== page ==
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Common Setup of DelayedJob
Assume you follow DelayedJob readme example to configure it like this:
Delayed::Worker.delay_jobs = !Rails.env.test?, what it does is in test env it doesn’t delay the job, meaning DelayedJob is being transparent, the job you put will be executed in “real time”. In most cases you don’t even need to worry about it, your test should be just fine, but recently it caught me…
It Fails When…
To give some background, I’m working on a API centric rails project. In order to authenticate with API we pass in access token for every request, and that’s done in the middleware layer. Since access token is stored in cookie, and in middleware we can’t access browser cookie directly, so another tool called RequestStore is used. If in the same request, what you stored in RequestStore you can access it later no matter the context, a unrealistic example would be you store a cookie value to RequestStore then use it in model later. Don’t do that :).
The code below is a simplified version to illustrate the flow.
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Every api request happened inside the rails
ApplicationController stack should have the access token being set, but what would happen in a different context like rake task or DelayedJob where you need to send request to the API? The
before_action is not gonna be executed there so
RequestStore[:access_token] would be nil. This is an easy-to-spot issue if you try it once, but if you follow the TDD work flow and write test for it first, then it’ll fail you.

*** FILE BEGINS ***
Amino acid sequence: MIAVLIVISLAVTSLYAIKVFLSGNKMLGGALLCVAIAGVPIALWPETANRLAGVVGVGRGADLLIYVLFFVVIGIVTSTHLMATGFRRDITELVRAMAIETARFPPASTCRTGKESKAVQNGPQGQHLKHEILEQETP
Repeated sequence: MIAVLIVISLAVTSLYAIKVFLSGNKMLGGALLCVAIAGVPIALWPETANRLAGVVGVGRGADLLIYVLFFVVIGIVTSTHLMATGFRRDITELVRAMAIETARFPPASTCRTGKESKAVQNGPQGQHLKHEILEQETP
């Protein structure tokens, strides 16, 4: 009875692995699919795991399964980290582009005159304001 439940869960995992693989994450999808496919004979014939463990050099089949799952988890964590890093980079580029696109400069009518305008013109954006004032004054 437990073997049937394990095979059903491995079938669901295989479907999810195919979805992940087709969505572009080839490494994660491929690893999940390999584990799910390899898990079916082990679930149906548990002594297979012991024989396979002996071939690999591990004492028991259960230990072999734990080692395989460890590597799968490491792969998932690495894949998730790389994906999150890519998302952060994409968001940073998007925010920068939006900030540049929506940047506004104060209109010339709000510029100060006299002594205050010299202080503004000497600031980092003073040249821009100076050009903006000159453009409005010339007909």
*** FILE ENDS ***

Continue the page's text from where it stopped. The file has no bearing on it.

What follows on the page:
Delayed::Worker.delay_jobs set to
false in test env, the job will be executed immediately in the same request, so the
RequestStore[:access_token] still contains the value and will pass to the Authorization header in the middleware, spec passed but but in real world env it failed. Typical false positive result.
To Run It Manually
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Delayed::Worker.new.work_off returns an Array like
[1, 0] indicating succeeded job counts and failed job counts. I’ve also seen some people testing against that like
expect(Delayed::Worker.new.work_off).to eq([1, 0]), personally I don’t think it’s necessary.
- You have your own expectation right after that and that should be the main concern of the spec. If the job failed, your spec should be failed too.
- What if multiple jobs are enqueued while you’re only focusing one of them in the spec? Update the value to
[2, 0]? That’s just noise.
I guess what I encountered is a rare case, but definitely an interesting case. I kinda prefer this way to mimic real world environment to prevent any possible regressions.
Commercial time: If you’re about to build a API centric rails app, be sure to check out the awesome gem called spyke made by @balvig, the slogan is “Interact with remote REST services in an ActiveRecord-like manner.”